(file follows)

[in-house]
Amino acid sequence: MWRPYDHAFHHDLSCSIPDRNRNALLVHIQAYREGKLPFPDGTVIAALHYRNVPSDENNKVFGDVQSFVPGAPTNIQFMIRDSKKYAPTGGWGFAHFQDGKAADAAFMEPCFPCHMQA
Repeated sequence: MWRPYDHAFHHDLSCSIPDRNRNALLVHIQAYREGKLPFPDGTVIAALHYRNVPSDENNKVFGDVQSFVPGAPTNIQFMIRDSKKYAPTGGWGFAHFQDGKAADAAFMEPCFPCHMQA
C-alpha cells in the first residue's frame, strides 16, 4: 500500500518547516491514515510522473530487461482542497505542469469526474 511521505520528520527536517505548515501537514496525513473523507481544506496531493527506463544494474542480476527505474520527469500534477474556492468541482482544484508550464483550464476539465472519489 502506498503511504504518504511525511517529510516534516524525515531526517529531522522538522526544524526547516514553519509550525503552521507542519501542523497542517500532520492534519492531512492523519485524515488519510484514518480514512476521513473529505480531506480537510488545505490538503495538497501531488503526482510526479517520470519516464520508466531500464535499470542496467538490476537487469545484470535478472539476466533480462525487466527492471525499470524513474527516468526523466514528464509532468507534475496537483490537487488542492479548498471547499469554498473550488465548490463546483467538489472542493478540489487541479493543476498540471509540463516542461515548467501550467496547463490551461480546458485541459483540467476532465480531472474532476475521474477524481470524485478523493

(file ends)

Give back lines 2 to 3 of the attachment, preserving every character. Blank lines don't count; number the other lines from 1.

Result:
Amino acid sequence: MWRPYDHAFHHDLSCSIPDRNRNALLVHIQAYREGKLPFPDGTVIAALHYRNVPSDENNKVFGDVQSFVPGAPTNIQFMIRDSKKYAPTGGWGFAHFQDGKAADAAFMEPCFPCHMQA
Repeated sequence: MWRPYDHAFHHDLSCSIPDRNRNALLVHIQAYREGKLPFPDGTVIAALHYRNVPSDENNKVFGDVQSFVPGAPTNIQFMIRDSKKYAPTGGWGFAHFQDGKAADAAFMEPCFPCHMQA